NBN Co executive chairman Dr Ziggy Switkowski. Photo: Alex Ellinghausen
NBN Co executive chairman Ziggy Switkowski has refused to hand over an unredacted version of the national broadband network strategic review, citing confidentiality issues and ministerial advice.
At an NBN Senate Select Committee hearing at the NSW State Library on Tuesday, former Communications Minister Stephen Conroy requested that NBN Co table to the committee an unredacted version of the review.
The review into the NBN Co and the rollout of Labor's fibre-to-the-premise network model was ordered by Communications Minister Malcolm Turnbull soon after the election. The review was delivered to Mr Turnbull on December 3. It was released publicly with redactions last week.
The motion to table the unredacted review was supported by Greens Senator Scott Ludlam and Labor Senator Deborah O'Neill.
“I have concerns about [the committee] accessing the full report,” Dr Switkowski said.
“The parts that have been redacted have been redacted for a reason,” he said.
Communications Minister Malcolm Turnbull released a redacted version of the strategic review last Thursday. Some parts of the review include revised cost estimates for fibre-to-the-premises network rollout. It indicates savings could be achieved with productivity improvements. It also includes costs to upgrade the hybrid fibre-coaxial (HFC) network to faster speeds.
Dr Switkowski said NBN Co sought advice from Mr Turnbull on releasing the review without redactions. Mr Turnbull's response “confirmed we are not able to provide the full report at this time”.
Senator Ludlam tweeted a copy of the letter from Turnbull, which was tabled by NBN Co.
“Plainly the NBN Co should not release the unredacted document,” Mr Turnbull said in the letter to NBN Co.
“It was prepared for the government, has been released with limited redactions and the full unredacted document remains cabinet-in-confidence.
“Further, any release would prejudice legal proceedings and damage the commercial interests of the government, including during ongoing contractual negotiations,” he wrote.
For those reasons, he said “the document should not be released for reasons of public interest immunity".
Just on the releasing of the NBN reports. Will the Government commit to releasing all future NBN Co reports or forecasts?
In September, Mr Turnbull committed to transparency when releasing NBN reports and forecasts.
"Well part of our policy is there will be – the answer is, we will ensure the NBN Co is as transparent or indeed more transparent than a publicly listed company," he said.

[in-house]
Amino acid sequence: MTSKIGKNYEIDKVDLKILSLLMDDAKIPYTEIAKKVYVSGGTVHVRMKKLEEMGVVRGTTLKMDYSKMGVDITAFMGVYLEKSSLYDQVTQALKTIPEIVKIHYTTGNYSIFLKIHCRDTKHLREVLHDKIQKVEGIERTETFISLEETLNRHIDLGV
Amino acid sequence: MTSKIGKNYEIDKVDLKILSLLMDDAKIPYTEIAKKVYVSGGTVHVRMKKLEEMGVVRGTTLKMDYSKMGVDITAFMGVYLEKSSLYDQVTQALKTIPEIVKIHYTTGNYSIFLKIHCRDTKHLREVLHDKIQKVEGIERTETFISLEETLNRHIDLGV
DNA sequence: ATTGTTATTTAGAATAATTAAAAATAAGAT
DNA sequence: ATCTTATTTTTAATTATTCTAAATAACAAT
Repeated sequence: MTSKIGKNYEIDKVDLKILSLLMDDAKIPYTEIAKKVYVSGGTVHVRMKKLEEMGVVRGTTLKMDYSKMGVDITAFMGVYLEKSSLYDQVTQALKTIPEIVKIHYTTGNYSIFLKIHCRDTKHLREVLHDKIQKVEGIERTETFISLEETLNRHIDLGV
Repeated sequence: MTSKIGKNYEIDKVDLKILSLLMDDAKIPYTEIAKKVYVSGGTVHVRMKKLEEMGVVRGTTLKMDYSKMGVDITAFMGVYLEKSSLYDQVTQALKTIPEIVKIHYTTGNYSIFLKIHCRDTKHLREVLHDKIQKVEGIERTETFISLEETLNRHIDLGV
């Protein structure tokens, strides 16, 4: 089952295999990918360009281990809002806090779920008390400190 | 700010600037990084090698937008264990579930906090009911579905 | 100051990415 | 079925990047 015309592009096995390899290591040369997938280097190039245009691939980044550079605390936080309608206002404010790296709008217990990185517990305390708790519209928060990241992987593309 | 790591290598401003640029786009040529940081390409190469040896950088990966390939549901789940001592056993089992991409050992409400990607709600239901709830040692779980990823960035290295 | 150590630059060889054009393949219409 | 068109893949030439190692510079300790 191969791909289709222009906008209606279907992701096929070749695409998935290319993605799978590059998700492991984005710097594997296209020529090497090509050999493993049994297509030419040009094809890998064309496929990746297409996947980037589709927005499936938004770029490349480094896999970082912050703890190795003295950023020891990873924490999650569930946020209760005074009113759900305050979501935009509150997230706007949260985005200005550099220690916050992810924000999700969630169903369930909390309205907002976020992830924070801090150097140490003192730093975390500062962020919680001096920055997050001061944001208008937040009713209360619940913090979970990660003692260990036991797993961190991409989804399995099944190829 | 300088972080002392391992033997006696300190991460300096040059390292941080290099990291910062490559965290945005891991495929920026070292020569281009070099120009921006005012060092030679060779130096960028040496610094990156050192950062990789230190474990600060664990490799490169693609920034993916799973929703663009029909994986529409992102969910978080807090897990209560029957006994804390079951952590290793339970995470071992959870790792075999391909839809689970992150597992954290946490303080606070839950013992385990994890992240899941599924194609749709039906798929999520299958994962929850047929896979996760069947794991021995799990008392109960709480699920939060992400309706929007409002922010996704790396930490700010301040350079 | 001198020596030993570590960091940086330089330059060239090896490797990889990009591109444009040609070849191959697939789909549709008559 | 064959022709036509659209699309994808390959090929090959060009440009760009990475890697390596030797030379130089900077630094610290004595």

Dr Switkowski also refused to guarantee any broadband speeds delivered by the network. The Coalition's fibre-to-the-node policy promised a rollout with minimum speeds of 25 megabits per second by 2016, and 50 megabits per second three years later in 2019.
“I do not buy questions that demand us to guarantee anything,” Dr Switkowski said. “It’s clear that after four years of NBN, guarantees have lost currency.”
Dr Switkowski refused to answer Senator Conroy's questions regarding the salaries of NBN Co executives JB Rousselot and Greg Adcock saying those figures would be included in the company's annual report. However, he revealed that external consultants Deloitte, KordaMentha and Boston Consulting Group were paid a total of $8 million to help the company conduct the strategic review.
Consultancy firm McKinsey & Company received $25 million for an NBN implementation study prepared for the previous government in 2010.
smh.com.au 17 Dec 2013
The whole NBN Co. project is not only a 'money for mates' deal but also a tenders fraud, and a corporate failure, that is going to escape the 'legal' system.
Currently ISP's are able to provide speeds of 100Mbps or 4 times greater than the initial implementation of the NBN.
Ziggy Switkowski was a CEO at Australia's telecommunications monopoly Telstra, where bill fraud costing Telstra customers worth tens of millions of dollars annually was not taken on board by Australia's prominent legal firm Slater and Gordon.
Fraud and corruption worth millions or even billions (as with the NBN) do not see the light of day in the corrupt Anglo-Masonic courts of Australia.